Mosquito Breeding Sites With a Data Analytics App
In Colombia, 27% of people live in poverty and more than 7 million are considered internally displaced people (IDPs). These people fled their homes because of a long-running civil war and guerrilla attacks. Alongside rampant poverty and displacement, Colombia struggles with mosquito-borne diseases, reporting 1,400 cases of Zika in a single year and more than 84,664 cases of dengue fever. Worldwide, more than 1 million people die of mosquito-related illnesses each year. Premise, a company that specializes in data analytics, partnered with Colombia’s government and the United States Agency for International Development (USAID) to fight Colombia’s deadly Zika outbreaks and mosquito breeding sites with a data analytics app.

The Problem

At the beginning of 2016, South America was in the midst of Zika and dengue fever outbreaks. In 2019, more than 2 million South Americans contracted dengue, and at least 720 people died. Both Zika and dengue are mosquito-borne diseases that Aedes aegypti mosquitoes primarily spread. Aedes aegypti mosquitoes are also the main transmitters of yellow fever and chikungunya. These mosquitoes contract the virus by biting into people who already have an infection. Then, the mosquitoes spread the virus further by continuing to bite others. Only female mosquitoes are able to bite people, which is why only female Aedes aegypti mosquitoes transmit the virus.

In 2015-2016, Colombia had the second-largest Zika outbreak in the world. Cali, a city of 2.4 million people, accounted for more than 20% of the country’s cases. Some Colombians live in slum areas that lack proper sewage and garbage disposal systems, sanitation and running water. These areas are especially attractive to mosquitos, and during heavy rainfall, the health situation worsens because the slums experience flooding, creating stagnant water and puddles close to people’s homes.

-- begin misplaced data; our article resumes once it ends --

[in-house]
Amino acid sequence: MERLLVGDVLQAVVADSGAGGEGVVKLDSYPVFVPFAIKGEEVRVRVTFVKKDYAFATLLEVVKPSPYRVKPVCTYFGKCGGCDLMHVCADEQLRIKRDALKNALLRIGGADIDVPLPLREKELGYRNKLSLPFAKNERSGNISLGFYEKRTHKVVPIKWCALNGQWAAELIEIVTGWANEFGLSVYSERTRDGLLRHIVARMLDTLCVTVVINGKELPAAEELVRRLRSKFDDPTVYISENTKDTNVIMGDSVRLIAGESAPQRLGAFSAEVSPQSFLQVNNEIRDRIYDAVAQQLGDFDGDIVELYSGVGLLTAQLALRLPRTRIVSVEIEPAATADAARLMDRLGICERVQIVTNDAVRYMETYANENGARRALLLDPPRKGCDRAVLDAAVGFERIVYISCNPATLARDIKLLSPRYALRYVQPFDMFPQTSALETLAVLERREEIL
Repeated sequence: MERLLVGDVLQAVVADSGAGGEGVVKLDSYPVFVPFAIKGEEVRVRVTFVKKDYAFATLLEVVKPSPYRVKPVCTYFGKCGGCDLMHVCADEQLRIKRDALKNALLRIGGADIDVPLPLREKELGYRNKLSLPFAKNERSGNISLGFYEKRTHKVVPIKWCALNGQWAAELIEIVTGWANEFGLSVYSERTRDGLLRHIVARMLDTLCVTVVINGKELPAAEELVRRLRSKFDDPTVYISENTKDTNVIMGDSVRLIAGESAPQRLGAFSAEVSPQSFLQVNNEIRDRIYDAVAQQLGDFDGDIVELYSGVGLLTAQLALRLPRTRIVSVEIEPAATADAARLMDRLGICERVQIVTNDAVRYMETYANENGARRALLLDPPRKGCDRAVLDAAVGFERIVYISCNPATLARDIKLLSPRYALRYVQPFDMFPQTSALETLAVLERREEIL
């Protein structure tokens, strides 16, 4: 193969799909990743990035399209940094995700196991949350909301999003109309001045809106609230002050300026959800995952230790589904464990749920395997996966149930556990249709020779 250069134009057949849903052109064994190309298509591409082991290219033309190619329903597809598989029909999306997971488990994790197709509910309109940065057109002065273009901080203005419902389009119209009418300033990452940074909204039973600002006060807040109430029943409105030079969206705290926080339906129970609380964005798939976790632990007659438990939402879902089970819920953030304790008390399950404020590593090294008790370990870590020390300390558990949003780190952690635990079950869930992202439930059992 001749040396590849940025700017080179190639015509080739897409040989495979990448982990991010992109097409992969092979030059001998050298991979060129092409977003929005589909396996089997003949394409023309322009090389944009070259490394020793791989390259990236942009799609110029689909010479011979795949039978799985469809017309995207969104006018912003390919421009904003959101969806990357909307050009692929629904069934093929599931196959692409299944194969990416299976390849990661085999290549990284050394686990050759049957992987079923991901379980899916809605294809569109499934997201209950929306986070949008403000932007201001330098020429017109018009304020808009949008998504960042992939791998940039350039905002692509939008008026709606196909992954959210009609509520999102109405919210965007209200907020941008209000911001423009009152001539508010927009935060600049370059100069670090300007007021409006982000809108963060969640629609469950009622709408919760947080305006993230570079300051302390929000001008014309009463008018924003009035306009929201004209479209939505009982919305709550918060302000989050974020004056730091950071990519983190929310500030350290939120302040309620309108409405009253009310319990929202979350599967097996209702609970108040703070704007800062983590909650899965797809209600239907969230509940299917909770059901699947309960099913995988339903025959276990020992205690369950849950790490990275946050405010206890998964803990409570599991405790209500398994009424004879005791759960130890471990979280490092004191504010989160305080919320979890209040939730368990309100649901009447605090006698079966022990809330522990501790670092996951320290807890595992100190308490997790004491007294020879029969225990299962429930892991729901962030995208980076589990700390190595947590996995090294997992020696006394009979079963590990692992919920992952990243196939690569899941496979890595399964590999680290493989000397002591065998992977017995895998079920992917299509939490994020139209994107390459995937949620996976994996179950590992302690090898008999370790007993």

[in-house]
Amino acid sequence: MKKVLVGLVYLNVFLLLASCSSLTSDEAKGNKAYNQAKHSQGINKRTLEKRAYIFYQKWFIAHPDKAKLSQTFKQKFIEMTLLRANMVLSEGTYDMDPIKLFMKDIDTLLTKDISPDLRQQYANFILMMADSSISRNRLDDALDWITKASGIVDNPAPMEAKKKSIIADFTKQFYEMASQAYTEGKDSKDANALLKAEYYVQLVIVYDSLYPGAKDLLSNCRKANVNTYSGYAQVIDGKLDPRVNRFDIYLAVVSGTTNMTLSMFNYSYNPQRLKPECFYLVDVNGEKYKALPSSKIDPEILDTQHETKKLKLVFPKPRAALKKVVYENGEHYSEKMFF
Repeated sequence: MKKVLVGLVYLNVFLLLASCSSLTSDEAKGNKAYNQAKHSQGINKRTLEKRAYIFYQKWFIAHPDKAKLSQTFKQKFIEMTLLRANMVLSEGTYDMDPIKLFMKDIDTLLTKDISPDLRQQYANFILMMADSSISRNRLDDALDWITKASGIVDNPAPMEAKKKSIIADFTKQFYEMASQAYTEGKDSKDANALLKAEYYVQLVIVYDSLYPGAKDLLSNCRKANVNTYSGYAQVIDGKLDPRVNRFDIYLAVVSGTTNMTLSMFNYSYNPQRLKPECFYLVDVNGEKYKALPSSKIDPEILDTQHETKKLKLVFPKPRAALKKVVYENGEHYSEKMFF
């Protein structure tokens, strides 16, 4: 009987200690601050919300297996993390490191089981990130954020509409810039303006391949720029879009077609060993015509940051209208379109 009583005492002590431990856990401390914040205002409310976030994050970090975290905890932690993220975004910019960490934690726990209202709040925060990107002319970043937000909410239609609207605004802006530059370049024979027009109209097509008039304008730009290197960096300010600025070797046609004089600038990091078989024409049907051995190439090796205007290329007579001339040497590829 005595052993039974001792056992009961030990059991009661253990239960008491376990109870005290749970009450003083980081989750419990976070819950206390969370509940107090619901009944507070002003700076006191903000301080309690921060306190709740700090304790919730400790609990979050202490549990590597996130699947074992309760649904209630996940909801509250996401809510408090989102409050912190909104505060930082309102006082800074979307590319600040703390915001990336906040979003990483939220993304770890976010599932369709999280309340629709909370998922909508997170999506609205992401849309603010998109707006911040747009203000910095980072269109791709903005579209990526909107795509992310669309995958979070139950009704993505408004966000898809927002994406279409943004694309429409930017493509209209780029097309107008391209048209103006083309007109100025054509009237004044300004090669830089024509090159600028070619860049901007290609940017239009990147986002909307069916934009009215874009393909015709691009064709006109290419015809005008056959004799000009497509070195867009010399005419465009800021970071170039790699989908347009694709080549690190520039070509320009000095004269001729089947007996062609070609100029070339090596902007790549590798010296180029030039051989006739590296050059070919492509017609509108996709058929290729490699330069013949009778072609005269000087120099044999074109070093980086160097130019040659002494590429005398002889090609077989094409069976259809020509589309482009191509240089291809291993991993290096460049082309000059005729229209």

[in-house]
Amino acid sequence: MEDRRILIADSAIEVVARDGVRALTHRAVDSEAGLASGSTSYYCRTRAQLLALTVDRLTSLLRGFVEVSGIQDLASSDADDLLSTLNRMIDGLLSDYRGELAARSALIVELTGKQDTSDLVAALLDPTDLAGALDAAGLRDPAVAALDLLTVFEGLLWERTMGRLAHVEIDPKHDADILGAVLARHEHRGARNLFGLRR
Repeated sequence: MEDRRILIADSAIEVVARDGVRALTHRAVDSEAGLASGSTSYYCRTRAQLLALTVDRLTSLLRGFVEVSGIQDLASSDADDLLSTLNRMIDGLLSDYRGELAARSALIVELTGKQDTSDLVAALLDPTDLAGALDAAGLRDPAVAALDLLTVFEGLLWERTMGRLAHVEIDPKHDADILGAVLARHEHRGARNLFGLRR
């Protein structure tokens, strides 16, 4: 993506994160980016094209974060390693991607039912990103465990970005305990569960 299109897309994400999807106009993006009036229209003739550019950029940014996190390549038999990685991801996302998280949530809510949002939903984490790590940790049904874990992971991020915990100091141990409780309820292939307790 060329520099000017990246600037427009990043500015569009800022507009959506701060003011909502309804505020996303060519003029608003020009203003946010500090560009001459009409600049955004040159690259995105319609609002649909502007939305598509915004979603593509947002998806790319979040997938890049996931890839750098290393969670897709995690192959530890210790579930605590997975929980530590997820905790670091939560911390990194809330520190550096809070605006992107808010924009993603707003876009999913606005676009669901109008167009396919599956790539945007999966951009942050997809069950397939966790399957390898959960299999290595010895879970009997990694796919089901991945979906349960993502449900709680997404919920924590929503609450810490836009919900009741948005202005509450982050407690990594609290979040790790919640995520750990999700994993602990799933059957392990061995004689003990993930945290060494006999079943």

Premise’s Mission

In 2017, Premise, a predictive data analytics company based in San Francisco, conducted its first phase of internal vector monitoring of Cali. The company records, georeferences and photographs mosquito breedings sites with a data analytics app, aiming to increase awareness across Colombian cities and give communities a way to fight mosquito-borne diseases. During the first phase, Premise digitally recorded 40,000 sewers and put them into the system; in the second phase, which began in 2018, Premise received funding from USAID.

As part of Premise’s work in Colombia, 7,000 people participated in a citizen network project, through which the community actively collaborated in monitoring and destroying mosquito breeding sites. Soon after Premise took off, 108,000 homes received inspections and more than 70,000 mosquito breeding sites were demolished — often by app users, who poured chlorine on the sites. The average number of breeding sites in people’s homes decreased from three to less than two in only one year.

Premise’s data science led to organized mosquito-management practices, such as vector control (killing larvae to decrease the population of male mosquitoes) and vector surveillance (keeping mosquito densities under close watch). Premise recorded 54,000 direct sewage openings that had a high likelihood of mosquitoes, and thanks to data granularity, locations of mosquito breeding sites were outlined down to the street intersections. The data analytics app not only tracked down mosquito hotspots and the origins of disease transmission but also gave civilians access to key records and methods to reduce mosquito breedings sites.

Citizen Participation

One reason for Premise’s success was the participation of local communities in its Citizen Network pilot project. Citizens directly contributed to monitoring Zika outbreaks and expanded the frequency charts and other collected data. In 2018, 2,911 citizens in Cali were actively engaged in Premise’s project, and thousands of people continue to complete Premise’s tasks each month, such as taking pictures of mosquito breeding sites, for small money prizes, which Premise sends via Bitcoin or bank deposit.

With the support of the USAID and local Colombian citizen networks, Premise is able to monitor and control Aedes aegypti mosquito breeding sites with a data analytics app. This innovative app decreases dangerous and deadly epidemics across Colombia, and soon, Premise may expand its mission across South America to help other nations in need of mosquito-borne disease control.

Anna Sharudenko
Photo: Flickr